Do Americans run on organic and gluten-free? Not as much as you may think

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Dunkin' Donuts will offer gluten-free fudge brownies at its 8,500 U.S. locations beginning Monday. (Gene J. Puskar/AP Photo)

Dunkin' Donuts will offer gluten-free fudge brownies at its 8,500 U.S. locations beginning Monday. (Gene J. Puskar/AP Photo)

NewsWorks Tonight host Dave Heller sits down for his weekly conversation with Gallup’s Frank Newport to talk about trends in U.S. opinion.

Dunkin’ Donuts has introduced its first gluten-free bakery product: a fudge brownie. The new treat will be available in all 8,500 of the chain’s U.S. stores beginning Monday.

What percentage of Americans actively try to include gluten-free food in their diet? And what percentage of Americans call themselves vegetarians or vegans? Have those rates risen lately?

The answers may surprise you.

Back to Dunkin’ Donuts. Are Americans aware that they should be eating less sugar and more fruits and vegetables?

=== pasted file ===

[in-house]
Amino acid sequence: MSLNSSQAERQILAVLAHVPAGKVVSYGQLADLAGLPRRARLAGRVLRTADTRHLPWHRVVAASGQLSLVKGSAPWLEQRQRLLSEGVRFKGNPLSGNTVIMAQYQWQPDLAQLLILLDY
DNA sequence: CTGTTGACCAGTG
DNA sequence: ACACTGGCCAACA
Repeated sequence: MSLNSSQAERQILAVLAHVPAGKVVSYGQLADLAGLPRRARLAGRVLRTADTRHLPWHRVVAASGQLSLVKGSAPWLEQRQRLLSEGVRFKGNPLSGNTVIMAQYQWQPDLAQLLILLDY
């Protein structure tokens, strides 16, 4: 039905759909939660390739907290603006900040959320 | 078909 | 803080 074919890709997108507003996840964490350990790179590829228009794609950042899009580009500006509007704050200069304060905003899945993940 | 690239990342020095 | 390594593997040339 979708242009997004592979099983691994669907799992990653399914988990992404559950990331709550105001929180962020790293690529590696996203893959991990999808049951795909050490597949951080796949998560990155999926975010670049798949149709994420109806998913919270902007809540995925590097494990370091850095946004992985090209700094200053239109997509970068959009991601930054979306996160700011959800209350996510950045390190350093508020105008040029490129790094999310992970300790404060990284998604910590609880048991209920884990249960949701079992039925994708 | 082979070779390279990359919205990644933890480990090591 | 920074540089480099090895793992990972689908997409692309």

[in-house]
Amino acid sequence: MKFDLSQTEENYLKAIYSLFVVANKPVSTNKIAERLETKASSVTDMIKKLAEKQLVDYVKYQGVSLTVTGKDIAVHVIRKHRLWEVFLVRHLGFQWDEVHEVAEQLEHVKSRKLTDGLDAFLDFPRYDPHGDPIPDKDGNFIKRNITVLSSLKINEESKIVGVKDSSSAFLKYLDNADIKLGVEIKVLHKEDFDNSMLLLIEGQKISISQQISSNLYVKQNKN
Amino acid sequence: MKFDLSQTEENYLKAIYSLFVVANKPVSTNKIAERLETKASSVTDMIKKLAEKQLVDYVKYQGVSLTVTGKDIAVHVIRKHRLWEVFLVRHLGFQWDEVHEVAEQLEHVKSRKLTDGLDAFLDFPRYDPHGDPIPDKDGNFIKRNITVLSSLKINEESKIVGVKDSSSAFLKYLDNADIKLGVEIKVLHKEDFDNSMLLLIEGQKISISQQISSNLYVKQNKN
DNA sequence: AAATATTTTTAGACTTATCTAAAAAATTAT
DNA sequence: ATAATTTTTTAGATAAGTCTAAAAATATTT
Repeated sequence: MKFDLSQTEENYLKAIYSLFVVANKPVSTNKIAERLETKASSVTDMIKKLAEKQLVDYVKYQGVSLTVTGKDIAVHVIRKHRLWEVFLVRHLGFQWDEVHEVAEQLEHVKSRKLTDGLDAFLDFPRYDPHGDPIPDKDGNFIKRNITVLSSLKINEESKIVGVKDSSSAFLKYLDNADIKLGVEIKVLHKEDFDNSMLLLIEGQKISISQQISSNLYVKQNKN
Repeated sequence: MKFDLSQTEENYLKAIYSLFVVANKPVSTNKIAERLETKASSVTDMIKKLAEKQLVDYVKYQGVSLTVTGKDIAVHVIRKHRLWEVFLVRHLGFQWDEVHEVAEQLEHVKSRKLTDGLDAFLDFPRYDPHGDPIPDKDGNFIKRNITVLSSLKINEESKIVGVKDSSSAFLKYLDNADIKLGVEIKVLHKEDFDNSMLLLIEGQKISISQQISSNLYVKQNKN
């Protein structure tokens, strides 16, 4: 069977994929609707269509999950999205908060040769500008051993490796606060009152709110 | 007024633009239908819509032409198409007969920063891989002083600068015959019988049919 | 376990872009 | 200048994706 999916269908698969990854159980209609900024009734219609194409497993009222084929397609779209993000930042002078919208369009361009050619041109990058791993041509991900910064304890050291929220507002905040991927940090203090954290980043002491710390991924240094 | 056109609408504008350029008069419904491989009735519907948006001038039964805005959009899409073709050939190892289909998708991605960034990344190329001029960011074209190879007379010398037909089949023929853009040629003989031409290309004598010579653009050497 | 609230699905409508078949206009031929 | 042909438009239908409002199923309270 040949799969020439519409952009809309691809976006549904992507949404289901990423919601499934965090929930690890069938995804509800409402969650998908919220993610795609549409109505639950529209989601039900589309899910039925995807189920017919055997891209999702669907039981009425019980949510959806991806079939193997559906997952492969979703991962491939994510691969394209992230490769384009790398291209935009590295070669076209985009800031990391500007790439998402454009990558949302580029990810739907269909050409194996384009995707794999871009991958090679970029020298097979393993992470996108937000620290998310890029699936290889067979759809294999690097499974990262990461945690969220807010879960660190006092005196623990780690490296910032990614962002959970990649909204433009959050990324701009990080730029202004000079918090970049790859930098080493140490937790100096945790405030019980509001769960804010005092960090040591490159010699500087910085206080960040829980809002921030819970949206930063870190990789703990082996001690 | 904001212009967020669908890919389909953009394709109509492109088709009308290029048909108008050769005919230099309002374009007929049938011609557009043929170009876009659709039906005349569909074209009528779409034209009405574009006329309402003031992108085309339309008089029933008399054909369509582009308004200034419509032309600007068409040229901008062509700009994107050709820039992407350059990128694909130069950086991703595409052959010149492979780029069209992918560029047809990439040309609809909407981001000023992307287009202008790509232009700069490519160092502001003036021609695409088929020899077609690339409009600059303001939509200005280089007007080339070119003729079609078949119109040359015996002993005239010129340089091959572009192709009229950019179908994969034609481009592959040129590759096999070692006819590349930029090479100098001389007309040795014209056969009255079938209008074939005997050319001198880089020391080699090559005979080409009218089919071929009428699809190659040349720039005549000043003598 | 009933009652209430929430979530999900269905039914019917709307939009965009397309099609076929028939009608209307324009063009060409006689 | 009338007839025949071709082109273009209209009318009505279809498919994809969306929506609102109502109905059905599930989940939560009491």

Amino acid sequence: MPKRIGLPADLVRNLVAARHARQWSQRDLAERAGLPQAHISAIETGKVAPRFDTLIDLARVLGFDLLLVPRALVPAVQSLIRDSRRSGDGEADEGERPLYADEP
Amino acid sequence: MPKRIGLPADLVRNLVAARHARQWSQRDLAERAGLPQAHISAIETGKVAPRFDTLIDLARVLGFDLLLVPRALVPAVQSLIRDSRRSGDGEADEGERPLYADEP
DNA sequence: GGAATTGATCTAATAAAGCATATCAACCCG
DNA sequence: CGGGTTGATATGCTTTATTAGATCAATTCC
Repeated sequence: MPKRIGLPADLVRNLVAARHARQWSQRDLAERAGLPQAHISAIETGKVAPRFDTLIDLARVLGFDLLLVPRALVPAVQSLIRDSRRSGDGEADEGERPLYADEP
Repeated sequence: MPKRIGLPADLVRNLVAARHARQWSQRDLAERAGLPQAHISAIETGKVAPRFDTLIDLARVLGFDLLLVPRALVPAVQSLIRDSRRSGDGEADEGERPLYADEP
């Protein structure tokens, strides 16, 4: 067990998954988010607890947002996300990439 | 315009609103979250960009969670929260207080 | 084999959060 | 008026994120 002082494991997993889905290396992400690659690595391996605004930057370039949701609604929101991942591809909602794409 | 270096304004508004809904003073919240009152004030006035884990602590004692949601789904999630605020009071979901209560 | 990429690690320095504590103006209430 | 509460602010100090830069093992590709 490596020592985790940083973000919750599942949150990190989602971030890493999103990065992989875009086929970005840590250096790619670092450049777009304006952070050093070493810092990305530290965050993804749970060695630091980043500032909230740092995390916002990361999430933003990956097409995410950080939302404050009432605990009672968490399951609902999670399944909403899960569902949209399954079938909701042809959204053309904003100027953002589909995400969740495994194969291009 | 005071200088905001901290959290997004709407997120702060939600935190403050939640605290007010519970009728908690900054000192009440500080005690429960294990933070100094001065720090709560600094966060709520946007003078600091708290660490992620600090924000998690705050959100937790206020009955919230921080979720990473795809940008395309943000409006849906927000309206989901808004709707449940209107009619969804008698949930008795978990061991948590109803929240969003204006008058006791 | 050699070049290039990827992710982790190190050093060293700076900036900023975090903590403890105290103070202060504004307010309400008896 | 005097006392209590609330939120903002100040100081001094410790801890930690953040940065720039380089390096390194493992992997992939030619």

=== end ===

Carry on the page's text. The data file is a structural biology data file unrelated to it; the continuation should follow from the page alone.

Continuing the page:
The new Gallup “consumption” data show absolutely, yes. The vast majority claim they try to include fruits and vegetables in their diet — and avoid sugars and fats. And almost half of Americans say they try to eat organic foods. It’s an elite phenomenon: Those with graduate degrees, higher incomes, and residences on the East Coast are more likely than others to say they eat organic.

What percent of respondents use marijuana — or admit to it? Do Americans approve of legalization of medicinal marijuana? Marijuana for recreational use?

President Donald Trump recently tweeted: “Wow, highest poll numbers in the history of the Republican Party. That includes Honest Abe Lincoln and Ronald Reagan.”

True or false?

To hear the answers to these questions, listen to the audio above.

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